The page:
Specialization Course 2
This course introduces you to the research process by exploring its underpinnings, examining its paradigms, and investigating the foundations of qualitative and quantitative methodologies used in educational studies. You’ll identify criteria for the development of quality research studies that are ethical, accurate, comprehensive, cohesive, and aligned. Specific course topics involve the ethics of conducting research; data collection and analysis techniques; and issues of feasibility, trustworthiness, validity, reliability, transferability, and rigor. The goal is to familiarize yourself with the concepts and skills associated with conducting theoretical and applied research.
Specialization Course 3
This course provides the foundational knowledge to become a critical consumer of statistical-based research and a skilled analyst of non-inferential quantitative data. Coursework focuses on understanding multivariate data, non-inferential and inferential statistical concepts, the conventions of quantitative data analysis, and interpretations and critical inferences in statistical results. You’ll use software applications to complete statistical computations and perform quantitative data analysis. The course culminates in a synthesis project to demonstrate your statistical skills and present your results using APA guidelines.
Specialization Course 4
Specialization Course 5
A focus on qualitative research methodology and the designs and methods used to collect and analyze data in educational research. You’ll examine the principles of qualitative research and explore commonly used designs (also referred to as qualitative traditions or genres) with a focus on application and feasibility. Qualitative data collection and analysis methods will be examined for their suitability with regard to the research design selected. Alignment between qualitative designs and research methods, issues of trustworthiness, and the responsibilities of the qualitative researcher will also be explored.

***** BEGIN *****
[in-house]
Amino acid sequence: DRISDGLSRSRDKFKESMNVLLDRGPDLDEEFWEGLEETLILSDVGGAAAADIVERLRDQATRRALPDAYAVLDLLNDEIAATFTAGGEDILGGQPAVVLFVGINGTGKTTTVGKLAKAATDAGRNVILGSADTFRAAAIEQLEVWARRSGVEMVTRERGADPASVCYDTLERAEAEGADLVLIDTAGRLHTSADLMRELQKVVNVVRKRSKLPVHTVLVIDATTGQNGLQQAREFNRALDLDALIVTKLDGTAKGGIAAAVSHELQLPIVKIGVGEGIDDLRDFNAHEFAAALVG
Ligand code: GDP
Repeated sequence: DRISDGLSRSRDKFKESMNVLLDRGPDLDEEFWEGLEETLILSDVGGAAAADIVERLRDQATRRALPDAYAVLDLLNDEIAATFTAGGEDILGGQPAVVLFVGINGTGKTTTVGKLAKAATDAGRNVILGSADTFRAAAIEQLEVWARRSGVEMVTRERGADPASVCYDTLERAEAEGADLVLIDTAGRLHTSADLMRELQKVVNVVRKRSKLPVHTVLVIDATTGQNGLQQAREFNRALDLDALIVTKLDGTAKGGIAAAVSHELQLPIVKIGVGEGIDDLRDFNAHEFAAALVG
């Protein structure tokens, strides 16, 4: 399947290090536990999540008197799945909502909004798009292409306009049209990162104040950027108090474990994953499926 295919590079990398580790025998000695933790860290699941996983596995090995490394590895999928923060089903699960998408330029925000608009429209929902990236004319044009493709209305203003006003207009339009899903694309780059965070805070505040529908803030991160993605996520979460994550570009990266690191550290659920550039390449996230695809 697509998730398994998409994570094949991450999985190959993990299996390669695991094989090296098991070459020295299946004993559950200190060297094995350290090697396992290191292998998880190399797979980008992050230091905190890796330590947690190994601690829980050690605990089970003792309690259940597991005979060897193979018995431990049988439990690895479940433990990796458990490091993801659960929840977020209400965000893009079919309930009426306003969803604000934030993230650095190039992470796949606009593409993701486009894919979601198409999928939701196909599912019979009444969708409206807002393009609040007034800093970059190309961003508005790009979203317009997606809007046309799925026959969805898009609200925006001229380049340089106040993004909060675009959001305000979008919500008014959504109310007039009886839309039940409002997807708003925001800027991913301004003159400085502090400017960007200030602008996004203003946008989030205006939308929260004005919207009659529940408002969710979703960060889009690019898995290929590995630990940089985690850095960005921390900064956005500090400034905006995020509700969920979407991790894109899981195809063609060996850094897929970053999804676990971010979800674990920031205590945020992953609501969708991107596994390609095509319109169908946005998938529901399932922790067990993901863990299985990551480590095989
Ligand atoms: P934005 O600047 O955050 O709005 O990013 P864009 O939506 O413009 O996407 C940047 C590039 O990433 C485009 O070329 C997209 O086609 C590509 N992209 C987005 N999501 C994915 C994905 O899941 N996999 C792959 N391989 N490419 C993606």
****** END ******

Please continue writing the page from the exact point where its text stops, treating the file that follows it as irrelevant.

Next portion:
Specialization Course 6
An exploration of quantitative research methodologies and associated designs and methods. You’ll examine paradigmatic perspectives along with the tenets and conventions of quantitative research. Topics for examination include feasibility, validity, reliability, variable operationalization, inferential designs, and analytic software applications used within the quantitative research paradigm. You’ll also look at the components of quantitative research designs that support meaningful studies within the field of education.
Select One of the Following Two Data Analysis Courses:
An exploration of advanced statistical principles and how to apply them to quantitative research. This course provides an overview of advanced statistical concepts used in empirical research, including inferential analyses. You’ll use SPSS software to perform advanced computations as you build independent, scholarly statistical skills. Coursework will emphasize multivariate data; the use, comprehension, and evaluation of sophisticated statistical concepts; and the proper presentation of statistical results.
This course builds on a foundational understanding of qualitative designs and measurements to focus on analyses of the data. Coursework takes you deeper into the skills and techniques necessary to ensure the appropriate analyses of qualitative data, including integrating relevant frameworks, verifying trustworthiness of the findings, and selecting suitable methods for presenting analyses and findings.